Christopher Kane, Roksanda, Peter Pilotto Touch Down in Bicester Village for BFC Pop-up

FRESH FINDS: Bicester Village has carved out a Millennial pink and highly Instagrammable space for its pop-up boutique in partnership with the British Fashion Council. The pop-up will be open until Nov. 12 and houses 11 British fashion labels including Christopher Kane, Roksanda, Mother of Pearl and Peter Pilotto.
The pop-up marks the first event of Bicester Village and the BFC’s new two-year partnership, Business of Retail, which aims to help designers from a business angle.
“This is an example of the kinds of partnerships we want to develop with the wider industry,” said Stephanie Phair, chair of the BFC. “Commercially, Bicester Village is offering valuable retail space for free, and it is also providing mentorship for all our designers.”
Designer Holly Fulton said the international platform that Bicester offers is invaluable. “Bicester has such a unique position in U.K. retail, and you really have access to a much more international audience. This is where we get the best kind of sales, when your stock is out of its usual context and put under a different light, people are more engaged and you get feedback from the staff.”
Since the outlet’s dedicated train station opened in 2015, Bicester Village has been working steadily on expanding its

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Roksanda Pre-Fall 2018

Roksanda Ilincic said she wanted her woman to feel sheltered, protected and confident, which is why there was a softness — and strength — to this charming collection.
“We are all living in an uncertain times, when things we thought wouldn’t happen are happening,” Ilincic said. “It is really important to give my woman that extra confidence. She is strong and dressing for herself. She is interested in many different aspects of culture, and I think that curiosity is very important.”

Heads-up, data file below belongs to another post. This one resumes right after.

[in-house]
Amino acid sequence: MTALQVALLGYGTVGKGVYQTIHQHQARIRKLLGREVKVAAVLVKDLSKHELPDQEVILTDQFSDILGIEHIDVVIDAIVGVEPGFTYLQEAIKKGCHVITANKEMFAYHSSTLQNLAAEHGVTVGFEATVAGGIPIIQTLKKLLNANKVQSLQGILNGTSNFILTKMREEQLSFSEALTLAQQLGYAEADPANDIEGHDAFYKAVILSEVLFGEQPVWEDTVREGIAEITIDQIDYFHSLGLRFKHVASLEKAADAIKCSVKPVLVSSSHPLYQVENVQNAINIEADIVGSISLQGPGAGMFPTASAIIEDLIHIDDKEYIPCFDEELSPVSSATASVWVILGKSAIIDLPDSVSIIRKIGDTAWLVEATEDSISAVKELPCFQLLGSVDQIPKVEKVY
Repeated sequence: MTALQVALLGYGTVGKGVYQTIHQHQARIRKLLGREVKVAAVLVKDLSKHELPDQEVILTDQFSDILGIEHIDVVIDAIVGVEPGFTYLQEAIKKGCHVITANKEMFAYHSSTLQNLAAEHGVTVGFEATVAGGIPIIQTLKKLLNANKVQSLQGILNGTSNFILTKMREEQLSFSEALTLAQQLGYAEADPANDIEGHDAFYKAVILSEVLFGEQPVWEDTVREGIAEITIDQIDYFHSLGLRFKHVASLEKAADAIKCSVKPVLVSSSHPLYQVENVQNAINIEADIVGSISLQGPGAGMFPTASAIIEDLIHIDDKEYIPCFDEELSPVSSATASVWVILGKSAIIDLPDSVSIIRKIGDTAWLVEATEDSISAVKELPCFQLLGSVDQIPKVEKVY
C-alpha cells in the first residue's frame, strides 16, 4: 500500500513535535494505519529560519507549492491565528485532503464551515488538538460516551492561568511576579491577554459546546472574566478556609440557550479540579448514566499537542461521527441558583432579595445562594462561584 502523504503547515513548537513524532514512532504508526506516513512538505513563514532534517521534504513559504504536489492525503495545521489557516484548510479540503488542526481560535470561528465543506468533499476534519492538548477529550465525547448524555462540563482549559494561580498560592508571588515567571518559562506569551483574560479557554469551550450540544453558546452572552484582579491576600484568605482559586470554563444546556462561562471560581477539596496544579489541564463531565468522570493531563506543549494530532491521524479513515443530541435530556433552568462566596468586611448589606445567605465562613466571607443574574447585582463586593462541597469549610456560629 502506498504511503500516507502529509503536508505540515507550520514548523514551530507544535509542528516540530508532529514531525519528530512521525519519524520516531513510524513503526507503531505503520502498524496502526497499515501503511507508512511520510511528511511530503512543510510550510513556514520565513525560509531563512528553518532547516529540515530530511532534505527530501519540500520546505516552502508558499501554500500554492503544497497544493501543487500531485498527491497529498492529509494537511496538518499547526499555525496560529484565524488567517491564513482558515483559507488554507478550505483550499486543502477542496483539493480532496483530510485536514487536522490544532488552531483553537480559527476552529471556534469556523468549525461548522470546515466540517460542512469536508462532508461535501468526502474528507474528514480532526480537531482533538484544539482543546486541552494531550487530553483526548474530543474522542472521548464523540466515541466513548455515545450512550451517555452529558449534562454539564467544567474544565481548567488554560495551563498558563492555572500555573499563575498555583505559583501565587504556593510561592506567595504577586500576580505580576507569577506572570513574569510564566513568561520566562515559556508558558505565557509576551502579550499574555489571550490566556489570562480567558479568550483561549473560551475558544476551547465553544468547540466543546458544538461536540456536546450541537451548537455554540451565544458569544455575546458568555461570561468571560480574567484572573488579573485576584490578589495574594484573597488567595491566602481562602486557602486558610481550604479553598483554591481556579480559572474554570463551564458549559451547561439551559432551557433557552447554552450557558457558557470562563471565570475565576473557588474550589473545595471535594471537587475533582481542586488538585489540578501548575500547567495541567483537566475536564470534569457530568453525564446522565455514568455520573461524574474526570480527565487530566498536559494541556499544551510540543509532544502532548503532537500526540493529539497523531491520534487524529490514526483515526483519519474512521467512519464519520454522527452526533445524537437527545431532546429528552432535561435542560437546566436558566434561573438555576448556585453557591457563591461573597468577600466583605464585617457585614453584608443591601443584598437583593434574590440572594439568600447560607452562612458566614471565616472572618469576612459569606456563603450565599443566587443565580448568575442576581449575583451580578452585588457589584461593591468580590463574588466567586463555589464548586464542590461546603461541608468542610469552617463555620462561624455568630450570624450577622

She injected abstract embellishments here and there, including swirls of embroidered arty scribbles for a tea-length dress or raw threads and knots on shirts to symbolize craftsmanship.
Cocooning coats came in navy, green or khaki, with some featuring a sporty ribbed jersey back panel or a ruffle trim.
In a nod to classic men’s wear, there was a pinstripe pattern on soft, silky blouses and on long dresses with the designer’s signature bell sleeve.
Her more embellished pieces included long organza dresses with hand-cut and hand-sewn three-dimensional flowers, which added texture and movement.
Separates included voluminous trousers, and short, billowy blouses.
Colors were meant to transmit a sense of calm and happiness and included nougat, porcelain, bordeaux, acid green, lavender, sapphire and scarlet.

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Roksanda Pre-Fall 2017

Roksanda Ilincic was inspired by William Eggleston photos of Seventies America — especially deserts, gas stations and grannies in cat-eye glasses. She was in a nostalgic mood, adding workwear elements to her signature voluminous forms and shading her collection with copper and dark green, orange and peach, and flashes of metallic fabric.
It was grand, beautiful and unmistakably Roksanda, from the chunky 3-D desert flowers that dotted the waist of a petrol Neoprene jacket or spilled lavishly over the shoulders of a black one. Sixties and Seventies nostalgia also came in an A-line coat with giant buttons resembling sea urchins, or a long breezy bohemian dress, dark green with a wide orange and peach hem.
There were culottes galore, done in heavy cotton twill and adorned with big mismatched buttons, and even a boiler suit glammed up with a silver metallic fabric. Knits had big bell sleeves and those crazy buttons again. There’s no forgetting a woman dressed in Roksanda: Whatever decade she’s working, she’s doing it with drama.

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Roksanda Marks 10 Years with Capsule Collection

Roksanda Turns 10: Roksanda Ilincic’s Roksanda label marks its 10th anniversary this year, and the London-based designer has dipped back into her archive to celebrate the milestone.
The designer has this week launched a 10-piece capsule collection that’s inspired by Ilincic’s back catalogue of designs — which make a feature of bold colors and strong silhouettes — over the past 10 years.
The looks include the Margot dress that Ilincic first showed in spring 2012, a shift dress with tuliplike sleeves, which she’s redone in tomato red and a voluminous, tiered smock dress, which originally came in deep purple, but is now in black.
Ilincic said looking back at her archive, she believes that “as a designer you evolve and change season to season.” “Culture has changed and the economic situation has changed,” Ilincic mused, noting that all those influences impact her aesthetic.
And while Ilincic launched her line on the London Fashion Week schedule for spring 2006 with “12 occasion dresses,” the line now comprises looks that her woman can wear “seven days a week,” the designer said. Alongside ready-to-wear, the label also includes a children’s collection, Blossom, and swimwear, while looking ahead she has categories such as handbags and fine jewelry in her

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